This two-sided US foreign policy approach reveals a capacity for Washington to act pragmatically. However, and perhaps more importantly, this dual-sided approach points to a tendency of failing to take into account the environment in which the polices are being implemented. With respect to Egypt, this was evidenced by the continuation and increase in the provision of economic aid to the country, in spite of deteriorating economic and political conditions in the Middle Eastern state, specifically when it came to Egypt’s experience of the Arab Spring. The same can be said for the US foreign policy towards Iran in the run-up to the 2015 Joint Comprehensive Plan of Action (JCPOA), which only achieved its goals following the international community’s alignment to the US policy towards Iran, and not as a result of the discrete US sanctions-based policy towards Iran.
It is clear that Washington, DC has demonstrated a willingness to be flexible and pragmatic when practicing foreign policy. That being said, the question arises as to whether this flexibility and pragmatism is being exercised in a manner which maximizes the chances of achieving the explicitly stated US foreign policy goals.
The US has faced criticism for backing right-wing dictators that systematically violated human rights, such as Augusto Pinochet of Chile, Alfredo Stroessner of Paraguay, Efraín Ríos Montt of Guatemala, Jorge Rafael Videla of Argentina, Hissène Habré of Chad, Yahya Khan of Pakistan and Suharto of Indonesia. Critics have also accused the United States of supporting Operation Condor, an international campaign of political assassinations and state terror organized by right-wing military dictatorships in the Southern Cone of South America.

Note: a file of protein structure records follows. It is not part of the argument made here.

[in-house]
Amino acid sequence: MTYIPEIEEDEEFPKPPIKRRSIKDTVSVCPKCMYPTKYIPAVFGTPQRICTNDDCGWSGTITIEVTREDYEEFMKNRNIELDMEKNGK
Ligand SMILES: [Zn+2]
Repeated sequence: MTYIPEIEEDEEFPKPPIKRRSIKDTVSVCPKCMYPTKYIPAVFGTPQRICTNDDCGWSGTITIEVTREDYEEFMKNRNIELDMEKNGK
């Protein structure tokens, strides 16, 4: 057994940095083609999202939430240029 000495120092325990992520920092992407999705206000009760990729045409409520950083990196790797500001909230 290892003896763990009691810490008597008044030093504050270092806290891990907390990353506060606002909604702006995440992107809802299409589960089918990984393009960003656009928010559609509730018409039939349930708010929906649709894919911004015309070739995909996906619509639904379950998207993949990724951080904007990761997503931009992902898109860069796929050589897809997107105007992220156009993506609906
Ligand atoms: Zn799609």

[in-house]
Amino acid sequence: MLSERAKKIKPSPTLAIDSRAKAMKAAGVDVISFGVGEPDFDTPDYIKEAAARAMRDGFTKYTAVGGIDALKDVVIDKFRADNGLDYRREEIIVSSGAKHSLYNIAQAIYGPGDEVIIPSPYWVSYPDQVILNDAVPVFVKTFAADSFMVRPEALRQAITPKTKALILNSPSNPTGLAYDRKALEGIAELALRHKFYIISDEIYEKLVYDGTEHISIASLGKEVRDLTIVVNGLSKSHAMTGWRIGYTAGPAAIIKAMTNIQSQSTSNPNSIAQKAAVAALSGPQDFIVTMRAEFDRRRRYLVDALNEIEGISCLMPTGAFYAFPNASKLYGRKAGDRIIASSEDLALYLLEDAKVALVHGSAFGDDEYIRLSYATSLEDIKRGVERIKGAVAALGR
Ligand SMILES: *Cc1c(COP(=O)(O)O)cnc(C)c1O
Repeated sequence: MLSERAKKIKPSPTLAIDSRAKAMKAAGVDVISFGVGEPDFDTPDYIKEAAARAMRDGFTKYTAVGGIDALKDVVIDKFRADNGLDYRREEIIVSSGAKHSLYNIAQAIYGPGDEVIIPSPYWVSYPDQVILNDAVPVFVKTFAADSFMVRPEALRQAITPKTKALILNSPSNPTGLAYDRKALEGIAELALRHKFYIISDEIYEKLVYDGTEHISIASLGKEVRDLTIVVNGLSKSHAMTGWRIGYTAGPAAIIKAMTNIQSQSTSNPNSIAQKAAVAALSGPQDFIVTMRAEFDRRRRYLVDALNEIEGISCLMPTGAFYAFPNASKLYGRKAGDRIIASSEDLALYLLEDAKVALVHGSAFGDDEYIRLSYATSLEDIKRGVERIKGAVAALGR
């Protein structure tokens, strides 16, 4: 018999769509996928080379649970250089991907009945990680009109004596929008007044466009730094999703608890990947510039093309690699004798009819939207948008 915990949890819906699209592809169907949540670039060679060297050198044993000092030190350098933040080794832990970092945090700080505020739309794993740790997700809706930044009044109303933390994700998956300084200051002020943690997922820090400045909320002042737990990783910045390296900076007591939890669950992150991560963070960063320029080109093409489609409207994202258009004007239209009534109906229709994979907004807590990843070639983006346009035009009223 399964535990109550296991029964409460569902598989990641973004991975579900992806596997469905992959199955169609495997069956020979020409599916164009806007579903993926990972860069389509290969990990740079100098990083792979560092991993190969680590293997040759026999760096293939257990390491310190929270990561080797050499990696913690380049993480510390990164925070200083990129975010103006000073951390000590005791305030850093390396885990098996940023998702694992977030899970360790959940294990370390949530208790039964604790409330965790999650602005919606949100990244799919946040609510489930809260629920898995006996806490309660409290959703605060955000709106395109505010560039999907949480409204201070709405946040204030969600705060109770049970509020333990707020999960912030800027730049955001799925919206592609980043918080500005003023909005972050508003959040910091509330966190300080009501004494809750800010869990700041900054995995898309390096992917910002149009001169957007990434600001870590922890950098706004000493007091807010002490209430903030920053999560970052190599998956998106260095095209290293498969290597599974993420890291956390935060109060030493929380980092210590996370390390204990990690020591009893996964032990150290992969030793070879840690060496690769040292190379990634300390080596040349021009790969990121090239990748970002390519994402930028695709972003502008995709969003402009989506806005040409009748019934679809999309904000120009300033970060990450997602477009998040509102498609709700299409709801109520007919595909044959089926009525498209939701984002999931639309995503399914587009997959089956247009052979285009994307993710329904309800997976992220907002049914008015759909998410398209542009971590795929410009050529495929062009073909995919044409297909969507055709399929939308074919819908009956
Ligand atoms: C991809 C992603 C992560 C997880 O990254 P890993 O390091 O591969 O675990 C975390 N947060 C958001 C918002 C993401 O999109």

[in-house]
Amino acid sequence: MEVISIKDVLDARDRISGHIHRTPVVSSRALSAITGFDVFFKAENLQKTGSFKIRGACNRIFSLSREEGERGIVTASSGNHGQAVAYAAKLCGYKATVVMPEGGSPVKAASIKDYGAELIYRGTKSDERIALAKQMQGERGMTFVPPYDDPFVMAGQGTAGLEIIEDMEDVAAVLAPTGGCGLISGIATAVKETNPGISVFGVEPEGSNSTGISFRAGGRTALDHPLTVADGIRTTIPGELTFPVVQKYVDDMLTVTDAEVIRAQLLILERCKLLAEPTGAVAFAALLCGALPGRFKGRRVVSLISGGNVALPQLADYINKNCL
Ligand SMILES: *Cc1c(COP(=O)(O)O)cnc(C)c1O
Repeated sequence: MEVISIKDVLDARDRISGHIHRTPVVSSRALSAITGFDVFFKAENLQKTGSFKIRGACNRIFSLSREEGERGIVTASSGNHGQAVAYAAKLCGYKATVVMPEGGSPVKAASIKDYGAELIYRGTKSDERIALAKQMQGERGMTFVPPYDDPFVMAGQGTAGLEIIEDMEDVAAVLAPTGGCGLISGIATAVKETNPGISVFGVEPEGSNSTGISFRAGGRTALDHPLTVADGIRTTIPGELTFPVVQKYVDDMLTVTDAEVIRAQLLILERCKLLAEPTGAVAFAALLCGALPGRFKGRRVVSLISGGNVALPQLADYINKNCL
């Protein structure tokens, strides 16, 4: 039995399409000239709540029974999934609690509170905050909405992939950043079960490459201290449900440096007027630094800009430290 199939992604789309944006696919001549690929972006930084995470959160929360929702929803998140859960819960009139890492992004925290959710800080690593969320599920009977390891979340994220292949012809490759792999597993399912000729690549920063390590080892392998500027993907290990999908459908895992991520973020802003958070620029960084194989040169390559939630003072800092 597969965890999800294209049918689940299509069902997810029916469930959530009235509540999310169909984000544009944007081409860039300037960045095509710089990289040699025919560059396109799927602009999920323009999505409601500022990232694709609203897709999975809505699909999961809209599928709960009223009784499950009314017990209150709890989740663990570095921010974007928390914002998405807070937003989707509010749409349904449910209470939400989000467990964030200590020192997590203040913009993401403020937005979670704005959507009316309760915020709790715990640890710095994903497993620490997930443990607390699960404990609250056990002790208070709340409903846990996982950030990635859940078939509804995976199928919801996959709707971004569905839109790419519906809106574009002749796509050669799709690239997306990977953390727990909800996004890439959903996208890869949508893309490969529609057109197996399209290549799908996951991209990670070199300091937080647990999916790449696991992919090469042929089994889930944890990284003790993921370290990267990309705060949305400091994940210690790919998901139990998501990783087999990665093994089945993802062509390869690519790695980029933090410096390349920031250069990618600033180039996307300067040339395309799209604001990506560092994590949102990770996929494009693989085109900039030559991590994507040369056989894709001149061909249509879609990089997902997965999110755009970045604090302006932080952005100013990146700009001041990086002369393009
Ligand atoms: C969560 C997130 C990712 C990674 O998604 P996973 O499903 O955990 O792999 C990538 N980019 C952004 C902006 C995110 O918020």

Journalists and human rights organizations have been critical of US-led airstrikes and targeted killings by drones which have in some cases resulted in collateral damage of civilian populations. In early 2017, the U.S. faced criticism from scholars, activists and media outlets for dropping 26,171 bombs on seven different countries throughout 2016: Syria, Iraq, Afghanistan, Libya, Yemen, Somalia and Pakistan.
It will be pertinent here to mention that the US always pursues its long-term aims and goals with regards to foreign policy guidelines. They have a history of occupation of areas, which they think, are strategically important and vital to them. The second war ended in 1945 but still today you see their forces occupying Okinawa in Japan and they still retain their bases and forces in Germany. They have not removed their forces from Korean Peninsula since Korean war in 1951-52 and now they are in Afghanistan since 2002.Only two days back they announced that they will keep their forces in Syria as long as they deem fit. So their Two-faced Policy stands exposed to the world. This is the Imperialism, American style which we are witnessing in 2017.
— The writer is former DG (Emigration) and consultant ILO, IOM.